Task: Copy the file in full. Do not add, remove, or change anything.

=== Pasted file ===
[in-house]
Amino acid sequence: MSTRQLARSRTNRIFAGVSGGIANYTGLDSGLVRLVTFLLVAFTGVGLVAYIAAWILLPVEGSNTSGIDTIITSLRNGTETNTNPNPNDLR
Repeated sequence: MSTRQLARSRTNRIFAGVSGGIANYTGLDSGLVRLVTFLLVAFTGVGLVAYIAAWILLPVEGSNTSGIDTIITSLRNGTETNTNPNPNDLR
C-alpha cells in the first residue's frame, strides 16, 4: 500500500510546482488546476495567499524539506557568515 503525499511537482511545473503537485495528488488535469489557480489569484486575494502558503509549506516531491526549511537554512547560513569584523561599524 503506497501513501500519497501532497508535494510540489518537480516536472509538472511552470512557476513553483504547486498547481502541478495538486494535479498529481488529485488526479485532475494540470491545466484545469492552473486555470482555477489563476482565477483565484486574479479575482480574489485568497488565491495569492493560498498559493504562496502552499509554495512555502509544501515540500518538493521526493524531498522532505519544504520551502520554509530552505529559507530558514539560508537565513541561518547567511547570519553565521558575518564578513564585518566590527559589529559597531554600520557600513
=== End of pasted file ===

[in-house]
Amino acid sequence: MSTRQLARSRTNRIFAGVSGGIANYTGLDSGLVRLVTFLLVAFTGVGLVAYIAAWILLPVEGSNTSGIDTIITSLRNGTETNTNPNPNDLR
Repeated sequence: MSTRQLARSRTNRIFAGVSGGIANYTGLDSGLVRLVTFLLVAFTGVGLVAYIAAWILLPVEGSNTSGIDTIITSLRNGTETNTNPNPNDLR
C-alpha cells in the first residue's frame, strides 16, 4: 500500500510546482488546476495567499524539506557568515 503525499511537482511545473503537485495528488488535469489557480489569484486575494502558503509549506516531491526549511537554512547560513569584523561599524 503506497501513501500519497501532497508535494510540489518537480516536472509538472511552470512557476513553483504547486498547481502541478495538486494535479498529481488529485488526479485532475494540470491545466484545469492552473486555470482555477489563476482565477483565484486574479479575482480574489485568497488565491495569492493560498498559493504562496502552499509554495512555502509544501515540500518538493521526493524531498522532505519544504520551502520554509530552505529559507530558514539560508537565513541561518547567511547570519553565521558575518564578513564585518566590527559589529559597531554600520557600513